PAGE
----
O’Neill directed that these masses of actors wear masks. In his stage directions, the playwright is quite explicit about what the masks represent:There are seven periods of life shown: Boyhood (or Girlhood), Youth, Young Manhood (or Womanhood), Manhood (or Womanhood), Middle Age, Maturity, and Old Age; and each of these periods is represented by seven different masks of general types of character as follows: The Simple, Ignorant; the Happy, Eager; the Self-Tortured, Introspective; the Proud, Self-Reliant; the Servile, Hypocritical; the Revengeful, Cruel; the Sorrowful, Resigned.

Thus, “forty-nine different combinations of period and type” with distinctive colors give the play a panoramic, pageantlike quality, as though O’Neill were encompassing the whole of civilization on a single stage. The masks are a brilliant device, allowing the playwright to achieve the unifying effects that a sea of individual faces could not accomplish. Lazarus has no mask, for he is the only truly free character in the play.


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Sources for Further Study

Bogard, Travis. Contour in Time: The Plays of Eugene O’Neill. Rev. ed. New York: Oxford University Press, 1988.

Cargill, Oscar, N. Bryllion Fagin, and William Fisher, eds. O’Neill and His Plays: Four Decades of Criticism. New York: New York University Press, 1961.

Estrin, Mark W., ed. Conversations with Eugene O’Neill. Jackson: University of Mississippi Press, 1990.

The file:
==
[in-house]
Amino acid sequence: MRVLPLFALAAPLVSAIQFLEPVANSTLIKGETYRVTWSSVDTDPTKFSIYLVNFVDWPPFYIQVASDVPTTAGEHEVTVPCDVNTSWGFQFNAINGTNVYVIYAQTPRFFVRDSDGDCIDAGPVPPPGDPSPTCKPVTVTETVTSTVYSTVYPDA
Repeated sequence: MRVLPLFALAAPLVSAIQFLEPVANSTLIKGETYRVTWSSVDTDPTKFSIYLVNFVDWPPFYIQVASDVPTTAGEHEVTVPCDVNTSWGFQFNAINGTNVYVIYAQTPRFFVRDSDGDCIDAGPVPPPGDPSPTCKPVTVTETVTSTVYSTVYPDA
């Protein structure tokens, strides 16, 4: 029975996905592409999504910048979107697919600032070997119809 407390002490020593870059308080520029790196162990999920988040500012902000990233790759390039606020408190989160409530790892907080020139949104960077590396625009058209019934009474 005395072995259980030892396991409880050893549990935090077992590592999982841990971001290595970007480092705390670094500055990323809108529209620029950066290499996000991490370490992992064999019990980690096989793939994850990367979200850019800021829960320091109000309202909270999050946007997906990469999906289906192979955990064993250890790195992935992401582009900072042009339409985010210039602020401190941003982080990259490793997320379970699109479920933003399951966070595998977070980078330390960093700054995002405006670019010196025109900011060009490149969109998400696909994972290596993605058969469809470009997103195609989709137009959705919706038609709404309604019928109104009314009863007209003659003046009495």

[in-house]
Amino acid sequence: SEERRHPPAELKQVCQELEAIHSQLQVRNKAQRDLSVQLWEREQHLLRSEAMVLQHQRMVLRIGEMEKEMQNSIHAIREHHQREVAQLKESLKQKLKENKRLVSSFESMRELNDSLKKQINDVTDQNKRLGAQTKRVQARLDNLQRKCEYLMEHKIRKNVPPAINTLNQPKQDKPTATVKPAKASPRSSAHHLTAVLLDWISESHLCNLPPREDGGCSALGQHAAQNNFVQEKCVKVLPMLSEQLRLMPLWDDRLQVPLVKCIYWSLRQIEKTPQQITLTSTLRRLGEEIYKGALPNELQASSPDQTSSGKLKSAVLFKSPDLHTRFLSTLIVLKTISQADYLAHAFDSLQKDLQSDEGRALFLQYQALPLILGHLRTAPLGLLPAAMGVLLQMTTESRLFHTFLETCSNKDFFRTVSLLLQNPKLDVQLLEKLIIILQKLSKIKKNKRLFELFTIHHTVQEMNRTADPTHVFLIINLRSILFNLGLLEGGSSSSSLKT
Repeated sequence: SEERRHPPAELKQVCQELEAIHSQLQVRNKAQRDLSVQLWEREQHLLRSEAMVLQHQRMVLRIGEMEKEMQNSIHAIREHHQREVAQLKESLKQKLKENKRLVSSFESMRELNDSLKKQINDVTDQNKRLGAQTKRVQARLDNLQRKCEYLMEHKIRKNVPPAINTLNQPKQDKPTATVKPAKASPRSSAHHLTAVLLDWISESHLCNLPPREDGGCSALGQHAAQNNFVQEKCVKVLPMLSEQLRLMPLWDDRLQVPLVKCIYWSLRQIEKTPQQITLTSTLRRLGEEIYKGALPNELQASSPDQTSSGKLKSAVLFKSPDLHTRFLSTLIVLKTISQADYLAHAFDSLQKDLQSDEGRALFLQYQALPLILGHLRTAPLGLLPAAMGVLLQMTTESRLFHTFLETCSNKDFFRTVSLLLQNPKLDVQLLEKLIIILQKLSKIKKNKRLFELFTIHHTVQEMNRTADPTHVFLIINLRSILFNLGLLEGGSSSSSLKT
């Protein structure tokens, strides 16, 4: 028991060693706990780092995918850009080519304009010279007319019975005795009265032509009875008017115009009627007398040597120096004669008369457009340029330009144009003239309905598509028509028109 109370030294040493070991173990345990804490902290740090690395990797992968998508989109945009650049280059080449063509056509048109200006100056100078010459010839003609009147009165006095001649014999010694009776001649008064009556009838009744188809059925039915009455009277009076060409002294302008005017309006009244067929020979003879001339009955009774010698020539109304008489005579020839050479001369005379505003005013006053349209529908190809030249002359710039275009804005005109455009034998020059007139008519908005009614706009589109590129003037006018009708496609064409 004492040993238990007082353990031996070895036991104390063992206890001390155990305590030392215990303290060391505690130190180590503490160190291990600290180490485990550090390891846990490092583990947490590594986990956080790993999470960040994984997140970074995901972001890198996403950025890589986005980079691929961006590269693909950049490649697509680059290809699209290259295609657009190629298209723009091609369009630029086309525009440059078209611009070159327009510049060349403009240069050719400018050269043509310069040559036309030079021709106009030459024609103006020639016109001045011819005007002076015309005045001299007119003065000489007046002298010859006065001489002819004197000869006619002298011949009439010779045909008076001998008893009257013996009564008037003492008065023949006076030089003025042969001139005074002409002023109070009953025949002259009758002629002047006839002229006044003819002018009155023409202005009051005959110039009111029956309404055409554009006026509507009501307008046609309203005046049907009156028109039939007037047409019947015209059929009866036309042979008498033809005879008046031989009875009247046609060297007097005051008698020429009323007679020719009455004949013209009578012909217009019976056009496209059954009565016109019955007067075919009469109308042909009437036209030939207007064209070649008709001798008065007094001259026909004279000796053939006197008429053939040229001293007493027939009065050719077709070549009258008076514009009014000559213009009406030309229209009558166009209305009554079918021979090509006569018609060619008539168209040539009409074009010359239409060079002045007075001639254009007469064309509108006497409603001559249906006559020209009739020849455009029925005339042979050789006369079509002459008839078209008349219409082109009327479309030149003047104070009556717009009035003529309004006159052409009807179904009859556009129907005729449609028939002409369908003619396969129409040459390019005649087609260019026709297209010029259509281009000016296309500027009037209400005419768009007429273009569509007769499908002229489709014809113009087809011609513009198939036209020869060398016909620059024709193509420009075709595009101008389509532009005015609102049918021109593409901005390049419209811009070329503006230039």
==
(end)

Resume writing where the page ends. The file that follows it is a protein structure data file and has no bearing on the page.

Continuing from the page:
Gelb, Arthur, and Barbara Gelb. O’Neill: Life with Monte Cristo. New York: Applause, 2000.

Houchin, John H., ed. The Critical Response to Eugene O’Neill. Westport, Conn.: Greenwood Press, 1993.

Manheim, Michael. Eugene O’Neill’s New Language of Kinship. Syracuse, N.Y.: Syracuse University Press, 1982.

Martine, James J., ed. Critical Essays on Eugene O’Neill. Boston: G. K. Hall, 1984.

Miller, Jordan Y., ed. Eugene O’Neill and the American Critic: A Bibliographical Checklist. Hamden, Conn.: Archon Books, 1973.

O’Neill, Eugene. Selected Letters of Eugene O’Neill. Edited by Travis Bogard and Jackson R. Bryer. New Haven, Conn.: Yale University Press, 1988.

Raleigh, John Henry. The Plays of Eugene O’Neill. Carbondale: Southern Illinois University Press, 1965.

Ranald, Margaret Loftus. The Eugene O’Neill Companion. Westport, Conn.: Greenwood Press, 1984.

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Critical Essays